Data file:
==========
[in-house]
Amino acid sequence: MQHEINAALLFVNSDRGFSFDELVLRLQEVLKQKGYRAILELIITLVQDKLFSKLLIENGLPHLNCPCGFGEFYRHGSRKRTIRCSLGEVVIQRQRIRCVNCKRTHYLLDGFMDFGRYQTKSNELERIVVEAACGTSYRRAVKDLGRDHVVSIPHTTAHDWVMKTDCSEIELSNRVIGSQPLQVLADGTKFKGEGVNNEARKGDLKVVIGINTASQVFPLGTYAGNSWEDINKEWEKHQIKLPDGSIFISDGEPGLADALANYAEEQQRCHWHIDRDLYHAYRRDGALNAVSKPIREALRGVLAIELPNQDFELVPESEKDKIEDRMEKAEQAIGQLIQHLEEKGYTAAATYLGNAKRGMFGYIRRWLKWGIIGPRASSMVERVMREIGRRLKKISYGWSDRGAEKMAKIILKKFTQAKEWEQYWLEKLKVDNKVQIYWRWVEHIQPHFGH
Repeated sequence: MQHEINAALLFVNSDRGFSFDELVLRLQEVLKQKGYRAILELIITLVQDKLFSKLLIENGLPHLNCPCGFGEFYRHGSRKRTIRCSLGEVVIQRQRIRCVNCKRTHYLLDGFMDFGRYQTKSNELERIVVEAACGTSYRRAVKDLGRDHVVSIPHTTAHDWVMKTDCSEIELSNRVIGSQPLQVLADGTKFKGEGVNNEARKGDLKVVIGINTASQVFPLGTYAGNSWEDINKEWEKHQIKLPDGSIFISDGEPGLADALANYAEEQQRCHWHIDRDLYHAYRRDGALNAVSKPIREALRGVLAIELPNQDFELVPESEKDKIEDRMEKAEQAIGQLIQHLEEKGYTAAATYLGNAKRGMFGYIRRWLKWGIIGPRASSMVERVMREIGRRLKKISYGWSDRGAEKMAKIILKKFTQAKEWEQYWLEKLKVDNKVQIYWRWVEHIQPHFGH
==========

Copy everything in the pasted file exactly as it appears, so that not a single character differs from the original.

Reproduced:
[in-house]
Amino acid sequence: MQHEINAALLFVNSDRGFSFDELVLRLQEVLKQKGYRAILELIITLVQDKLFSKLLIENGLPHLNCPCGFGEFYRHGSRKRTIRCSLGEVVIQRQRIRCVNCKRTHYLLDGFMDFGRYQTKSNELERIVVEAACGTSYRRAVKDLGRDHVVSIPHTTAHDWVMKTDCSEIELSNRVIGSQPLQVLADGTKFKGEGVNNEARKGDLKVVIGINTASQVFPLGTYAGNSWEDINKEWEKHQIKLPDGSIFISDGEPGLADALANYAEEQQRCHWHIDRDLYHAYRRDGALNAVSKPIREALRGVLAIELPNQDFELVPESEKDKIEDRMEKAEQAIGQLIQHLEEKGYTAAATYLGNAKRGMFGYIRRWLKWGIIGPRASSMVERVMREIGRRLKKISYGWSDRGAEKMAKIILKKFTQAKEWEQYWLEKLKVDNKVQIYWRWVEHIQPHFGH
Repeated sequence: MQHEINAALLFVNSDRGFSFDELVLRLQEVLKQKGYRAILELIITLVQDKLFSKLLIENGLPHLNCPCGFGEFYRHGSRKRTIRCSLGEVVIQRQRIRCVNCKRTHYLLDGFMDFGRYQTKSNELERIVVEAACGTSYRRAVKDLGRDHVVSIPHTTAHDWVMKTDCSEIELSNRVIGSQPLQVLADGTKFKGEGVNNEARKGDLKVVIGINTASQVFPLGTYAGNSWEDINKEWEKHQIKLPDGSIFISDGEPGLADALANYAEEQQRCHWHIDRDLYHAYRRDGALNAVSKPIREALRGVLAIELPNQDFELVPESEKDKIEDRMEKAEQAIGQLIQHLEEKGYTAAATYLGNAKRGMFGYIRRWLKWGIIGPRASSMVERVMREIGRRLKKISYGWSDRGAEKMAKIILKKFTQAKEWEQYWLEKLKVDNKVQIYWRWVEHIQPHFGH